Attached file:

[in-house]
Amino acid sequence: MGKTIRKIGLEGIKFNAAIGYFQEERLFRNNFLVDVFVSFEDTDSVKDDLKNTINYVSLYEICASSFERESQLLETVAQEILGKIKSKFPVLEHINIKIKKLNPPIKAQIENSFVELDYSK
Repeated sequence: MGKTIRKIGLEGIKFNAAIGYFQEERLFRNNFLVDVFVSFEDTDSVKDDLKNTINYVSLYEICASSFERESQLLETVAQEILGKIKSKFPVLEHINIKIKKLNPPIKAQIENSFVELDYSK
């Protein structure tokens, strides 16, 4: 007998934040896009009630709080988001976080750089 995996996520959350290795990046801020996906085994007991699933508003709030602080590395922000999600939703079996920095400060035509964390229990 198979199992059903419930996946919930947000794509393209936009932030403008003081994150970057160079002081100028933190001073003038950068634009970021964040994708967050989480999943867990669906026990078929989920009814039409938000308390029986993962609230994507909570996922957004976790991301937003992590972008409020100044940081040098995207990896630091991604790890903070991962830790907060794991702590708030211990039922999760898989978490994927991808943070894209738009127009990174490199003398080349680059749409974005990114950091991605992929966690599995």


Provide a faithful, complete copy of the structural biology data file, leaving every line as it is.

[in-house]
Amino acid sequence: MGKTIRKIGLEGIKFNAAIGYFQEERLFRNNFLVDVFVSFEDTDSVKDDLKNTINYVSLYEICASSFERESQLLETVAQEILGKIKSKFPVLEHINIKIKKLNPPIKAQIENSFVELDYSK
Repeated sequence: MGKTIRKIGLEGIKFNAAIGYFQEERLFRNNFLVDVFVSFEDTDSVKDDLKNTINYVSLYEICASSFERESQLLETVAQEILGKIKSKFPVLEHINIKIKKLNPPIKAQIENSFVELDYSK
């Protein structure tokens, strides 16, 4: 007998934040896009009630709080988001976080750089 995996996520959350290795990046801020996906085994007991699933508003709030602080590395922000999600939703079996920095400060035509964390229990 198979199992059903419930996946919930947000794509393209936009932030403008003081994150970057160079002081100028933190001073003038950068634009970021964040994708967050989480999943867990669906026990078929989920009814039409938000308390029986993962609230994507909570996922957004976790991301937003992590972008409020100044940081040098995207990896630091991604790890903070991962830790907060794991702590708030211990039922999760898989978490994927991808943070894209738009127009990174490199003398080349680059749409974005990114950091991605992929966690599995």